Cyprus talks continue in unaccustomed fashion

Cyprus talks continue in unaccustomed fashion

Defying all skeptics, pulling down old taboos one after the other and with an unaccustomed absence of leaks and public mudslinging, the Cyprus talks appear to be gearing up to yet another twin referenda in March-April 2016. Yet, perhaps because of an effort to disguise what was indeed discussed or what some novice negotiators have interpreted as developments in some unaccustomed wishful thinking, the public statements of the two sides appear to be very contradictive.

With a heavy accent my friend, an apogee of Greek Cypriot politics, questioned the validity of the remarks made by Turkish Cypriot leader Mustafa Akıncı. “We have just had a meeting with Niko [Greek Cypriot leader Nikos Anastasiades] and what he told us and what we read from you and other Turkish newspapers are two different tales,” my friend said.

Akıncı had said talks were progressing well, they were building brick-by-brick a new Cyprus Federal State and for that reason the current two states of the two communities would become the “federated states.” My friend said no such thing was discussed. Not only was the name of the state to be established not discussed, all that was said so far was that through a constitutional arrangement, the Cyprus Republic would be converted into a federal state. “That’s all.”

Apparently either Anastasiades was not adequately briefing the Greek Cypriot party leaders and other apogees of policy making or Akıncı “is not experienced enough to understand what he is told,” my friend complained. Indeed, there were widespread criticisms against Anastasiades from the Greek Cypriot political leaders that what Akıncı said did not correspond to what the Greek Cypriot leader explained at either the National Council or at the Holy Synod of the Church of Cyprus.

Anyhow, at the Holy Synod Anastasiades secured the full support of the church, as after the meeting Archbishop Chrisostomos declared, “I can say that all members of the Holy Synod are delighted with the analysis and the explanations and answers given by the president.”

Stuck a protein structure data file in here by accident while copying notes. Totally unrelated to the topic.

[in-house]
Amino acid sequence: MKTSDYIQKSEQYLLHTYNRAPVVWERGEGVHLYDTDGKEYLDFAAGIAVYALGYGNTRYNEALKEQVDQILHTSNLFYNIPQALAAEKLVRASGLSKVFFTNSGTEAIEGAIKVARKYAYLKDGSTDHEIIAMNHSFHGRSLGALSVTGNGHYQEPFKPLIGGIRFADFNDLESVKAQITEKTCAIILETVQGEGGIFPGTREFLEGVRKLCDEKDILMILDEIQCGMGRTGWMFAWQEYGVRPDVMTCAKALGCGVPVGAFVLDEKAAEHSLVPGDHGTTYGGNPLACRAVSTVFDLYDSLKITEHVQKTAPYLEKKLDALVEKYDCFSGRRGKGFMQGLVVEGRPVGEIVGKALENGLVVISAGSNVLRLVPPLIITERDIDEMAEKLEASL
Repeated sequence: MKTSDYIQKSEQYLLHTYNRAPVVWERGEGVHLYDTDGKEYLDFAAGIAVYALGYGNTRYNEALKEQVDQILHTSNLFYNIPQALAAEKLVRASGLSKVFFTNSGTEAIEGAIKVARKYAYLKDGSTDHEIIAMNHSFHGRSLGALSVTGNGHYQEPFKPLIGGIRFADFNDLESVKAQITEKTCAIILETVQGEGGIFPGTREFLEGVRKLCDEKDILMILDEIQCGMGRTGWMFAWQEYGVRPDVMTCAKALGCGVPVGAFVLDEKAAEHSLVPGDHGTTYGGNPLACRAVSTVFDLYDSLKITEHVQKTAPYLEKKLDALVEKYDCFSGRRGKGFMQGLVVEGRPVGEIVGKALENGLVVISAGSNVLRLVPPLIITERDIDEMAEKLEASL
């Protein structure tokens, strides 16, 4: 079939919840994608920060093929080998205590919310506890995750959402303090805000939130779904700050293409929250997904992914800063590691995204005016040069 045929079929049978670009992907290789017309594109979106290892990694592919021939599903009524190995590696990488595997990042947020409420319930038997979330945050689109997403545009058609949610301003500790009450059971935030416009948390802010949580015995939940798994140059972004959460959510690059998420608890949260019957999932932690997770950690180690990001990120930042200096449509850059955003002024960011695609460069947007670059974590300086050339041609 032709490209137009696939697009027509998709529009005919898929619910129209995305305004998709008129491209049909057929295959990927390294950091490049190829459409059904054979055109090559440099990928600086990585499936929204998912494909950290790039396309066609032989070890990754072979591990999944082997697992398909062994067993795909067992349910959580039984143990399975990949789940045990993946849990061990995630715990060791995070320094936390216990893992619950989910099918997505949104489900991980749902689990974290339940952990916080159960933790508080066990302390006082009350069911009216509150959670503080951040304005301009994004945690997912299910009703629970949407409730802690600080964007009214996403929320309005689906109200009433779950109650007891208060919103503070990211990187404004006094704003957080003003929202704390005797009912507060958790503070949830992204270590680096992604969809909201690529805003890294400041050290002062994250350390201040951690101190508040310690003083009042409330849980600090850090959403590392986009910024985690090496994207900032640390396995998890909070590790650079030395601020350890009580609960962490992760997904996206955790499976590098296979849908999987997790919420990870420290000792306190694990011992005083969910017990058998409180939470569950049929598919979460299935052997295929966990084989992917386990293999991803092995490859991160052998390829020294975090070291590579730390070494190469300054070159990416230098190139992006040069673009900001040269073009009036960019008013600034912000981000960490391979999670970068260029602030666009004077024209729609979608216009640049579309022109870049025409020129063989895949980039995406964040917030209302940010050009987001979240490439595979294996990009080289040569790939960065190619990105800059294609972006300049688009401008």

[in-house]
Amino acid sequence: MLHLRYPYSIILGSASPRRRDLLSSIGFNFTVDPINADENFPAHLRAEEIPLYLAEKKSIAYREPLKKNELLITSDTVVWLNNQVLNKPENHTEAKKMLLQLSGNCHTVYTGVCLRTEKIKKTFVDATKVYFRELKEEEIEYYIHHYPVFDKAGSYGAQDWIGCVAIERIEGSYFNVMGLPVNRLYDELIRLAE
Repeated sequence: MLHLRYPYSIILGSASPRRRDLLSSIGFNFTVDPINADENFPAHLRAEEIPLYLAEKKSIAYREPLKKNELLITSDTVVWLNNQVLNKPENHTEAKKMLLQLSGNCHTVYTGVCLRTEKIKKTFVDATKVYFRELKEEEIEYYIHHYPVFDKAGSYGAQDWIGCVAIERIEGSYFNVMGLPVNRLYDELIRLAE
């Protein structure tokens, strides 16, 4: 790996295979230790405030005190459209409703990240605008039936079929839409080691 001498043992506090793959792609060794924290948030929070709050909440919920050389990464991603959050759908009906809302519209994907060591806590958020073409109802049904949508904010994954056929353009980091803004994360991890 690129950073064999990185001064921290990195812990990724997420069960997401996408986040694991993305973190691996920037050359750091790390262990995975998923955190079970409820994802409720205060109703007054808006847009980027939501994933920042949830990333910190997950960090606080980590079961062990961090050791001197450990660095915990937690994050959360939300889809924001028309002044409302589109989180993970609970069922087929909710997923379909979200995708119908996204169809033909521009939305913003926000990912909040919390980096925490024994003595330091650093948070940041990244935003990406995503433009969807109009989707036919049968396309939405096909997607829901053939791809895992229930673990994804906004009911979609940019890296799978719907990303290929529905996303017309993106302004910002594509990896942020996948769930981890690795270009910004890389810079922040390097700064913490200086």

Greek Cypriot government spokesman Nikos Christodoulides as well confirmed that considerable advances were achieved “in over 40 convergence documents.” Yet, contrary to the remarks of Akıncı that “bi-zonality and bi-communality” of the future federation would be secured and the “majority” citizens of the Turkish constituent state would always be Turkish Cypriots, Christodoulides said Akıncı as well agreed that the EU acquis communautaire regarding freedom of movement, freedom of settlement and freedom of owning property would be applied in full and there shall not be any permanent derogations. Akıncı, however, had said the Cyprus accord must be approved by the EU member parliaments and become primary law because Turkish Cypriots wanted to secure the derogations by making them EU’s primary law.

There is of course will on both sides of the Cyprus divide and this is reflected in the atmosphere of this new round of talks that kicked off in May, soon after Akıncı was elected as the Turkish Cypriot leader. For example, the Turkish Cypriot side has publicly acknowledged that the 1960 guarantee scheme was not a taboo and can be renegotiated when the time comes. The full retention of the 1960 Treaty of Guarantee and of Alliance, which gives unilateral rights of intervention to Turkey, Greece and the U.K., has traditionally been one of Turkey’s red lines.

Besides, even if it was not handled either at the leaders’ meetings or at the chief negotiators’ level, in public remarks the Turkish Cypriot side has made it clear that there was need to set up a team of experts to conduct a feasibility study on Varosha, the abandoned resort suburb of Famagusta. Over the past decades such demands by Greek Cypriots were all turned down by the Turkish Cypriot leadership. Varosha opening to Greek Cypriot resettlement has been traditionally considered by the Turkish Cypriots as part of an overall settlement as such a move would mean “compartmentalization” of the Cyprus issue.

Even though who says what and who is speaking honestly appears to be very difficult to understand, the two sides have some common points as well: The governance issue is almost completed; there will be a two-house legislation, one to represent the two communities and one to represent the two equal federated states; Cyprus will not have an army; and a bi-communal federal police force will be established (with the composition ratio under discussion).

Now, with the media trying to figure out in twilight what indeed is happening, the two sides have apparently started focusing on territory and property issues according to people with insight. Chief negotiators will continue meeting three times a week.